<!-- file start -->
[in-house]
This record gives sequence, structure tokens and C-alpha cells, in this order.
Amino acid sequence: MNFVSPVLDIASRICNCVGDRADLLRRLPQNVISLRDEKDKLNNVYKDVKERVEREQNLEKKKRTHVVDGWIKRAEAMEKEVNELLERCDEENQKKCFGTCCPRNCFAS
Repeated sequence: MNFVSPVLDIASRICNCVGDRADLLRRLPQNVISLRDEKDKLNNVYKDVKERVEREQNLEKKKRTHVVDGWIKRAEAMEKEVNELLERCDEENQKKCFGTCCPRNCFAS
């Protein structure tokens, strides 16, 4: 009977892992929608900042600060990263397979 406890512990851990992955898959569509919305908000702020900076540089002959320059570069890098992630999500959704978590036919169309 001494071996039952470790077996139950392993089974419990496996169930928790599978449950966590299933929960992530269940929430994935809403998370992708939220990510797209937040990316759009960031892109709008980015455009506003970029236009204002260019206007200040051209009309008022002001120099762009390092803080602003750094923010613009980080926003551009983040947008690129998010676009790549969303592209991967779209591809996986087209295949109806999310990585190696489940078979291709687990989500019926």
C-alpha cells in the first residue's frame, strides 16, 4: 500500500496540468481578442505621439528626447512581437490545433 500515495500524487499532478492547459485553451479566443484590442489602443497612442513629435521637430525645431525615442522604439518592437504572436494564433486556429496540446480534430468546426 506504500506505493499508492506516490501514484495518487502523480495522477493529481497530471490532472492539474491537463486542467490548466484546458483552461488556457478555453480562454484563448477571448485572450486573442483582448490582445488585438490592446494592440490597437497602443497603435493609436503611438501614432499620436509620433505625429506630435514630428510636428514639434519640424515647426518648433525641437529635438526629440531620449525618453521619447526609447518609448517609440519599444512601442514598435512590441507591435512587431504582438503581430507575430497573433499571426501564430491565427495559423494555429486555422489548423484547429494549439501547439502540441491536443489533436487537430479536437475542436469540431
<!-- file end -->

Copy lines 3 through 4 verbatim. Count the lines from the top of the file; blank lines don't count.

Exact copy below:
Amino acid sequence: MNFVSPVLDIASRICNCVGDRADLLRRLPQNVISLRDEKDKLNNVYKDVKERVEREQNLEKKKRTHVVDGWIKRAEAMEKEVNELLERCDEENQKKCFGTCCPRNCFAS
Repeated sequence: MNFVSPVLDIASRICNCVGDRADLLRRLPQNVISLRDEKDKLNNVYKDVKERVEREQNLEKKKRTHVVDGWIKRAEAMEKEVNELLERCDEENQKKCFGTCCPRNCFAS